On the hypothesis that the failing heart is energy starved: lessons learned from the metabolism of ATP and creatine

Curr Hypertens Rep. 2006 Dec;8(6):457-64. doi: 10.1007/s11906-006-0023-x.


Adenosine triphosphate (ATP) and phosphocreatine fall in the failing heart. New insights into the control of ATP synthesis, supply, and utilization, and how this changes in the failing heart, have emerged. In this article, we address four questions: What are the mechanisms explaining loss of ATP and creatine from the failing heart? What are the consequences of these changes? Can metabolism be manipulated to restore a normal ATP supply? Does increasing energy supply have physiologic consequences (ie, does it lead to improved contractile performance)? In part 1 we focus on ATP, in part 2 on creatine, and in part 3 on the relationship between creatine and purine metabolism and purine nucleotide signaling.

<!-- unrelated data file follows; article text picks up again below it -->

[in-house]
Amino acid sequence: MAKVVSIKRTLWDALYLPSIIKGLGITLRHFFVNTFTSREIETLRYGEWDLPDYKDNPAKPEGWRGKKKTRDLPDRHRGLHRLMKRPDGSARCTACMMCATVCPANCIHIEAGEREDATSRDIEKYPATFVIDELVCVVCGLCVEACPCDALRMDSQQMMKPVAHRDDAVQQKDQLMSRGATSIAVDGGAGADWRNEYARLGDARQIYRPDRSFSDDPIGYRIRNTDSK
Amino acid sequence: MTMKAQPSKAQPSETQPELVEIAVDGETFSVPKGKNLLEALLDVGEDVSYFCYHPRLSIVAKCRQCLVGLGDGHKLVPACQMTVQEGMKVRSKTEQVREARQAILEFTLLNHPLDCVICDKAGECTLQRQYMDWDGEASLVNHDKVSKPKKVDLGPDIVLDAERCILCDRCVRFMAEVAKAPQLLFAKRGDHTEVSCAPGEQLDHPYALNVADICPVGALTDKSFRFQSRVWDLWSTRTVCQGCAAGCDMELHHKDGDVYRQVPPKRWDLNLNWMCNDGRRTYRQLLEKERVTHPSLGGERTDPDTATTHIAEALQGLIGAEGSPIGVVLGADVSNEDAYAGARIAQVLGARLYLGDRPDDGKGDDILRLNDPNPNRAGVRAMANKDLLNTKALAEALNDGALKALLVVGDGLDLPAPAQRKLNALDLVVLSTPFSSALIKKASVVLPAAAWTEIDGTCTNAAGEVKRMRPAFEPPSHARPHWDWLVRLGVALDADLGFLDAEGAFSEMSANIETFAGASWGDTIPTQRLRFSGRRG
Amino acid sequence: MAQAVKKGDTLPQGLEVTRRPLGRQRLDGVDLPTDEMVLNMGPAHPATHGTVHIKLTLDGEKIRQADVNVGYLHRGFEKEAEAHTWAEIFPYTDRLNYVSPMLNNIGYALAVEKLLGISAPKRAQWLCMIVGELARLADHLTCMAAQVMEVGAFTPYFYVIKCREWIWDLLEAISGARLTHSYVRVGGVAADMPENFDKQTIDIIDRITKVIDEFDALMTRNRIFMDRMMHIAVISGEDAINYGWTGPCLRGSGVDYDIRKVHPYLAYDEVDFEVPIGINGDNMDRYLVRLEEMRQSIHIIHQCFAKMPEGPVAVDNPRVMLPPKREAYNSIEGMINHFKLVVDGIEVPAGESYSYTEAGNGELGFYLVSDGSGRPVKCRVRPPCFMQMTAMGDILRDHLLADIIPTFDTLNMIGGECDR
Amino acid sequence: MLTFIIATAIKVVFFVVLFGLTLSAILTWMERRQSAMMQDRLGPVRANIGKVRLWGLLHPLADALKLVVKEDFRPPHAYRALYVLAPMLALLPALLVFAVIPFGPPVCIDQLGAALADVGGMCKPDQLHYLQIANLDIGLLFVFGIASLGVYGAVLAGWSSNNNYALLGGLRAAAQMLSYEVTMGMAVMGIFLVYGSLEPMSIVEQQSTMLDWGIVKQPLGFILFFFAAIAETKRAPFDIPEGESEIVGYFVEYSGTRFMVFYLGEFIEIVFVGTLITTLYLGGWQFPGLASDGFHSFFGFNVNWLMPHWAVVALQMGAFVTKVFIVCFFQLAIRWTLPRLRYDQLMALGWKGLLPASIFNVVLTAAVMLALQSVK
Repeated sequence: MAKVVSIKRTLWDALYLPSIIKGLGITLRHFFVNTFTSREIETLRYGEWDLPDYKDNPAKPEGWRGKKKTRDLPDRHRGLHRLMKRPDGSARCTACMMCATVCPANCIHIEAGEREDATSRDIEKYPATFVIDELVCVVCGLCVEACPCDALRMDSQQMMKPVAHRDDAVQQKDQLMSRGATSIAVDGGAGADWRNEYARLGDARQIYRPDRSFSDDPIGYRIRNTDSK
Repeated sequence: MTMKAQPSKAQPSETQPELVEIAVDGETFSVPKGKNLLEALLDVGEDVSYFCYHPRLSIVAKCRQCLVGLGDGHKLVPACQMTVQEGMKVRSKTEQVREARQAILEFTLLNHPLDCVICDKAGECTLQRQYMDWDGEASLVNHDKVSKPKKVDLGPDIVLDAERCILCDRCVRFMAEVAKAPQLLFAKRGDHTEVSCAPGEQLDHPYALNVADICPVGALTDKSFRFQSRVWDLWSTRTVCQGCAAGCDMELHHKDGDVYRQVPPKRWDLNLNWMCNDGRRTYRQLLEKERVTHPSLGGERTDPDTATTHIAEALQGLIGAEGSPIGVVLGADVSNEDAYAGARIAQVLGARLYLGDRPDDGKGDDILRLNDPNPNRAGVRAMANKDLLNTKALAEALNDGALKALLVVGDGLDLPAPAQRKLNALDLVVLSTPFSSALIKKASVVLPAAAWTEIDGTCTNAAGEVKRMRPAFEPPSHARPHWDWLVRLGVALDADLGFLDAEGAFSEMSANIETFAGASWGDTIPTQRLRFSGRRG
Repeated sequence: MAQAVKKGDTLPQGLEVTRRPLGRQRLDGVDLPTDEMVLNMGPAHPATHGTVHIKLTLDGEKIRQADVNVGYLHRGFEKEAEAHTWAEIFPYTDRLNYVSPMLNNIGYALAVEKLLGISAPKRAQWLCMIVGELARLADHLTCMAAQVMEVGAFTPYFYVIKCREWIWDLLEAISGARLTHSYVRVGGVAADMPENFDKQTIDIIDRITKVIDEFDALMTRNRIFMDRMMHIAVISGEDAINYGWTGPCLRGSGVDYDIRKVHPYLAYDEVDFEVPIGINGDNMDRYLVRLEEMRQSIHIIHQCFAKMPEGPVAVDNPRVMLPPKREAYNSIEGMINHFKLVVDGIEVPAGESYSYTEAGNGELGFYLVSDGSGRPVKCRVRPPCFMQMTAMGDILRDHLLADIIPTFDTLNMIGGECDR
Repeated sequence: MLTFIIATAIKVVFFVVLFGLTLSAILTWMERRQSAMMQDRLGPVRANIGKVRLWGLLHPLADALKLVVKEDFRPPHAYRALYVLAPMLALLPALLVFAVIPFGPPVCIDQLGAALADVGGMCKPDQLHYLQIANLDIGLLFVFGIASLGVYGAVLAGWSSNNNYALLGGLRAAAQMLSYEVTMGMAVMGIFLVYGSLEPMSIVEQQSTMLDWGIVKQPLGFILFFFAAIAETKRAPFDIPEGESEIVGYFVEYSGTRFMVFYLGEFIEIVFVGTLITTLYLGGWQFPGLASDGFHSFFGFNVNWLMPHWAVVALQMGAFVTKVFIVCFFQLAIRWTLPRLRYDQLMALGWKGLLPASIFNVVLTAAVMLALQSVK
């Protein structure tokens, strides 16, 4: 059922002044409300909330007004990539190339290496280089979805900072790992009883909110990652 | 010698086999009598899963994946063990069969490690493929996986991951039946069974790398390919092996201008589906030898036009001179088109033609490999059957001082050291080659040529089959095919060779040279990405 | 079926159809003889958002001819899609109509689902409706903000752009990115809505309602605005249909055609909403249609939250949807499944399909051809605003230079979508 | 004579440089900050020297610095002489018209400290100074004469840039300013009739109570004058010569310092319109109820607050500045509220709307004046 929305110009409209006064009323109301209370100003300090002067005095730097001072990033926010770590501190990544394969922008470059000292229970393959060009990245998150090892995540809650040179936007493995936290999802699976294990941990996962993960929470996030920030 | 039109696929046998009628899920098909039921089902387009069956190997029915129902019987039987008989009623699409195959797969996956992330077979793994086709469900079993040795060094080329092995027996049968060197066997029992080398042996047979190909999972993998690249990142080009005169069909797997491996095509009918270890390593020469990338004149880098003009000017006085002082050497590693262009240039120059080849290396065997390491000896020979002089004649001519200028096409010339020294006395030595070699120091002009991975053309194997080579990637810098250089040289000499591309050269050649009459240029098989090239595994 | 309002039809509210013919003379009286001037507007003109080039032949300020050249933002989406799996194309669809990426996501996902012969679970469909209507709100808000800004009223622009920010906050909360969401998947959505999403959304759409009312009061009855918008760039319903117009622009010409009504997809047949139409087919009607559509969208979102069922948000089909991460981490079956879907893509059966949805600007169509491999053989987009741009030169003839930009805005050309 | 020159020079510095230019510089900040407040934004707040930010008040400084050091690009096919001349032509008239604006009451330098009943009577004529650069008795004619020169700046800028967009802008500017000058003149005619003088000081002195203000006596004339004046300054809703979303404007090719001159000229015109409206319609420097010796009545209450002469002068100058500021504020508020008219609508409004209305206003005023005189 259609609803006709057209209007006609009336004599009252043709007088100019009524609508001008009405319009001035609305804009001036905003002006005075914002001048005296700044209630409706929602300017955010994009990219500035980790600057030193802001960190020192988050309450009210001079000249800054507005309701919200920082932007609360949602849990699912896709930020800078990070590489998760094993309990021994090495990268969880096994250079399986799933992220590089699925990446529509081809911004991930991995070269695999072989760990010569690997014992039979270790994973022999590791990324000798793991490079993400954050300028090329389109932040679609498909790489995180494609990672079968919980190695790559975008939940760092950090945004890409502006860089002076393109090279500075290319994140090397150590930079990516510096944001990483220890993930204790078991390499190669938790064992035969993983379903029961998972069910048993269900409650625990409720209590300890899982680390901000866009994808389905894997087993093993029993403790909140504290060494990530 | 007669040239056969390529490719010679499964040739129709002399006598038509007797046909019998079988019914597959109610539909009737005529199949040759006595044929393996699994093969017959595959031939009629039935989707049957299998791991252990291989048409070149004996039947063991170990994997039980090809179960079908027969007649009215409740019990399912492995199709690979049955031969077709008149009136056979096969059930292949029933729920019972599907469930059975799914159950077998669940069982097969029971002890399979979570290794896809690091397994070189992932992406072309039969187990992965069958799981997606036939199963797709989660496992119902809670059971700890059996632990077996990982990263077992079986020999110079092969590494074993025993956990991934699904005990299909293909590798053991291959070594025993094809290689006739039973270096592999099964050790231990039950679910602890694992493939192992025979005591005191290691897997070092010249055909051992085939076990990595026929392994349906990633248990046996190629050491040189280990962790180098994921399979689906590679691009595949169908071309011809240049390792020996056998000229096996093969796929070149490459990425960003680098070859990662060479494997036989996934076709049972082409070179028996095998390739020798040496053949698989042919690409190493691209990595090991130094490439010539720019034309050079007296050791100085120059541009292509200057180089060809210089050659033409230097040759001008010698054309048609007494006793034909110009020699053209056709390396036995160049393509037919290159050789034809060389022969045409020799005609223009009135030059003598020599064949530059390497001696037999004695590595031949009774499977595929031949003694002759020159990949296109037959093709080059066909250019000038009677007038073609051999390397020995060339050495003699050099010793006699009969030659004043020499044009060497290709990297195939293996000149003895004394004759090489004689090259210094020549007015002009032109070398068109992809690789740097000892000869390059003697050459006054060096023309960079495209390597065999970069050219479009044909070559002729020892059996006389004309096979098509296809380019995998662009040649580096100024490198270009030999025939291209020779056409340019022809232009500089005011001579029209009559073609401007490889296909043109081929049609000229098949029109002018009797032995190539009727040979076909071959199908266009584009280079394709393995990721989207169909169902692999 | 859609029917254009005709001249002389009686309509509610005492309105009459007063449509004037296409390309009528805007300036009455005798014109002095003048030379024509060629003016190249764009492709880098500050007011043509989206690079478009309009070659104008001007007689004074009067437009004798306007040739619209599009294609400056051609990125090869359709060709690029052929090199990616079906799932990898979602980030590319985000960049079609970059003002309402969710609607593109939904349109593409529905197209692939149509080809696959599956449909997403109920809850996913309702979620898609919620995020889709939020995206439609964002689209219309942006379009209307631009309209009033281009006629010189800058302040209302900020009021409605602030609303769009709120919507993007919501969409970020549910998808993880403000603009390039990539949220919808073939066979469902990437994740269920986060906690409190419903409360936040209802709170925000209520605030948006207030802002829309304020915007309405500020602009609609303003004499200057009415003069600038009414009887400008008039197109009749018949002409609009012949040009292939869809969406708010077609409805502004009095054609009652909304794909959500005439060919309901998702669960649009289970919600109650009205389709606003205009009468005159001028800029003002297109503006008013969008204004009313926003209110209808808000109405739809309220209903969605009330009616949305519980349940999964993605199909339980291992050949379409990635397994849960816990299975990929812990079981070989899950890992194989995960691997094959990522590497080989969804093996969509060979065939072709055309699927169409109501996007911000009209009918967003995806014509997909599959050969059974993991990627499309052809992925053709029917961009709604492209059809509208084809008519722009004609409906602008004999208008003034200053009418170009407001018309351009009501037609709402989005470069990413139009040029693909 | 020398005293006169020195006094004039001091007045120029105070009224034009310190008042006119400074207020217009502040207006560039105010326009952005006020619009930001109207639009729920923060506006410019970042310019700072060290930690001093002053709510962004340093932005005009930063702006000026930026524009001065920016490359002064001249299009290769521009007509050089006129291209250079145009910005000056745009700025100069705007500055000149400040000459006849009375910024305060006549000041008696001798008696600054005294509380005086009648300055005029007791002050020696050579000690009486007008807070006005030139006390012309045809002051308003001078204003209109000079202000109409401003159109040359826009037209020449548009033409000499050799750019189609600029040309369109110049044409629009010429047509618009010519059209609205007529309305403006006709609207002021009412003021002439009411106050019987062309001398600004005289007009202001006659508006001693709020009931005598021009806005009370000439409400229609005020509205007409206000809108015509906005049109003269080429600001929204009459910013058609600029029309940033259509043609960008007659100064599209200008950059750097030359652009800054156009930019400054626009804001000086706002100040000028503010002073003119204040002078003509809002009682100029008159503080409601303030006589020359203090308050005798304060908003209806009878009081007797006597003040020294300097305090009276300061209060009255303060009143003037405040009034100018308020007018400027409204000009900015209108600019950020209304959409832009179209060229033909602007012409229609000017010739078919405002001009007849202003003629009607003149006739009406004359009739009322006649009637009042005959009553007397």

Publication types

  • Research Support, N.I.H., Extramural
  • Review

MeSH terms

  • Adenosine Triphosphate / metabolism*
  • Animals
  • Creatine / metabolism*
  • Disease Progression
  • Energy Metabolism / physiology*
  • Heat-Shock Proteins / physiology
  • Humans
  • Membrane Transport Proteins / physiology
  • Myocardial Contraction / physiology
  • Myocardium / chemistry
  • Myocardium / metabolism
  • PPAR gamma / physiology
  • Peroxisome Proliferator-Activated Receptor Gamma Coactivator 1-alpha
  • Transcription Factors / physiology


  • Heat-Shock Proteins
  • Membrane Transport Proteins
  • PPAR gamma
  • PPARGC1A protein, human
  • Peroxisome Proliferator-Activated Receptor Gamma Coactivator 1-alpha
  • Transcription Factors
  • creatine transporter
  • Adenosine Triphosphate
  • Creatine